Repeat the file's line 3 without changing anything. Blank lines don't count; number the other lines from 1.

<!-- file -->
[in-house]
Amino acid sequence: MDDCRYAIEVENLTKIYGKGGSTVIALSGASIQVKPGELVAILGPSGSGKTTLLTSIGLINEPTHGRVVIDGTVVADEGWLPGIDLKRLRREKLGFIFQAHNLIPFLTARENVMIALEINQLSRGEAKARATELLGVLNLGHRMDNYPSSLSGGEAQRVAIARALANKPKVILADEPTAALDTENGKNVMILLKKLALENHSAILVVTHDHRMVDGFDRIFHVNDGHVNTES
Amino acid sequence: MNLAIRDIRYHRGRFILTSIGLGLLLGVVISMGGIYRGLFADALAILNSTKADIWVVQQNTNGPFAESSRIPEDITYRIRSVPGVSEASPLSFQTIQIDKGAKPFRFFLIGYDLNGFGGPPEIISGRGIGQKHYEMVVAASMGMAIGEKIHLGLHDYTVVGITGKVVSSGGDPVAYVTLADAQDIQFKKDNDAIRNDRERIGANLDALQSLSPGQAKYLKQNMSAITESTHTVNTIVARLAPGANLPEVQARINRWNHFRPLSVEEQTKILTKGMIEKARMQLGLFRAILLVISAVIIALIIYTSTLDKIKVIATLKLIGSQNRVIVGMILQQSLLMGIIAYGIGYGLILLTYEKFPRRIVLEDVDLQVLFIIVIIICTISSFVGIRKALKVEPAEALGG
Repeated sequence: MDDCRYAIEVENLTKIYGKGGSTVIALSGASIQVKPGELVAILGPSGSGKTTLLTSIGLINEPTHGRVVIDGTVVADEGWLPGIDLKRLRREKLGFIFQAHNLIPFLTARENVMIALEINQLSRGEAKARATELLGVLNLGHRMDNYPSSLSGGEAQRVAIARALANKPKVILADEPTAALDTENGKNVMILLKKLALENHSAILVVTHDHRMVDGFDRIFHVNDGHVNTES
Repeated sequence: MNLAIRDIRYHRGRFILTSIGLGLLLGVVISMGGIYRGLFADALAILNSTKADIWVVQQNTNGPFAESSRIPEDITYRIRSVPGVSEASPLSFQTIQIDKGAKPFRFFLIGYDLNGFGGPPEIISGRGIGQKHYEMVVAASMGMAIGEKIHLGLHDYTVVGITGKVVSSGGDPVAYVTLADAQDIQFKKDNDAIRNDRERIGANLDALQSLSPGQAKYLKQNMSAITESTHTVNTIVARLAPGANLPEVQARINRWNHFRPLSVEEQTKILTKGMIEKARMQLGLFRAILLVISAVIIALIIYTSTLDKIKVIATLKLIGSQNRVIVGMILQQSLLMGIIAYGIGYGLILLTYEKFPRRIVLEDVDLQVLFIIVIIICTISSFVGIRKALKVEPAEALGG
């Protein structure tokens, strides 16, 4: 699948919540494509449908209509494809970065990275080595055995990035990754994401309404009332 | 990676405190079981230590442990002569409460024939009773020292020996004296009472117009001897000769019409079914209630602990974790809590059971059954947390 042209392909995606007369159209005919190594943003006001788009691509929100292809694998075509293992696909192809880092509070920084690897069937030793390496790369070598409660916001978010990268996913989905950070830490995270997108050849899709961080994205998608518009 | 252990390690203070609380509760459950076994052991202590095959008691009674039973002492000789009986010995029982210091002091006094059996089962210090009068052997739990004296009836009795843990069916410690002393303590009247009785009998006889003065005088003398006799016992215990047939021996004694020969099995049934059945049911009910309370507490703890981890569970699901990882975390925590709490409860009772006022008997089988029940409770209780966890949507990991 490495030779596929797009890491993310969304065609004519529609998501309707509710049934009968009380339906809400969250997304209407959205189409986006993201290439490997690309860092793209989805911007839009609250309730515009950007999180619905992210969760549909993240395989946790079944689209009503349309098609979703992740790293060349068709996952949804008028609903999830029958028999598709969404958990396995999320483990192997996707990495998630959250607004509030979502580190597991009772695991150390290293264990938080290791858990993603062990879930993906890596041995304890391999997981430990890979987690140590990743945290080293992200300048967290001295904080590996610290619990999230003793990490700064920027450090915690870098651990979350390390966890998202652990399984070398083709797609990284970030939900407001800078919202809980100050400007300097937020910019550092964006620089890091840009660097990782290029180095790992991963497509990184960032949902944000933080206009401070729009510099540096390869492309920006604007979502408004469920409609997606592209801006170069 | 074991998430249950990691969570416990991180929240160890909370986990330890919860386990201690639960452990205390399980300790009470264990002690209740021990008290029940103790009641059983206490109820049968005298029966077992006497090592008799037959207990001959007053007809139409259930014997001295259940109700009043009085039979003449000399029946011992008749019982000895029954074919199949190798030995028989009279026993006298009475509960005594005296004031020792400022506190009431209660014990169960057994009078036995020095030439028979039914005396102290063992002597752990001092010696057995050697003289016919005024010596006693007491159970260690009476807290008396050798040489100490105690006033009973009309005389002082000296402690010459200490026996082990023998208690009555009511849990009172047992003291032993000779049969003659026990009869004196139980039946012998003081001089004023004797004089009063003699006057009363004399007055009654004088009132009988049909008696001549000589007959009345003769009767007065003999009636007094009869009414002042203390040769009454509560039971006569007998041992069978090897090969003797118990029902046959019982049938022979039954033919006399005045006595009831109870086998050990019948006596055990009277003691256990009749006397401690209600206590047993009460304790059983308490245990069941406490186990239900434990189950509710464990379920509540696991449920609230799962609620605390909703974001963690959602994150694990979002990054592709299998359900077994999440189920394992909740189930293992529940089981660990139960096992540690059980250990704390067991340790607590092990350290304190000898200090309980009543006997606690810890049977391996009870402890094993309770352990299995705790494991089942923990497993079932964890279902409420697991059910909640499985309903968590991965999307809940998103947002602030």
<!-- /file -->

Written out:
Amino acid sequence: MNLAIRDIRYHRGRFILTSIGLGLLLGVVISMGGIYRGLFADALAILNSTKADIWVVQQNTNGPFAESSRIPEDITYRIRSVPGVSEASPLSFQTIQIDKGAKPFRFFLIGYDLNGFGGPPEIISGRGIGQKHYEMVVAASMGMAIGEKIHLGLHDYTVVGITGKVVSSGGDPVAYVTLADAQDIQFKKDNDAIRNDRERIGANLDALQSLSPGQAKYLKQNMSAITESTHTVNTIVARLAPGANLPEVQARINRWNHFRPLSVEEQTKILTKGMIEKARMQLGLFRAILLVISAVIIALIIYTSTLDKIKVIATLKLIGSQNRVIVGMILQQSLLMGIIAYGIGYGLILLTYEKFPRRIVLEDVDLQVLFIIVIIICTISSFVGIRKALKVEPAEALGG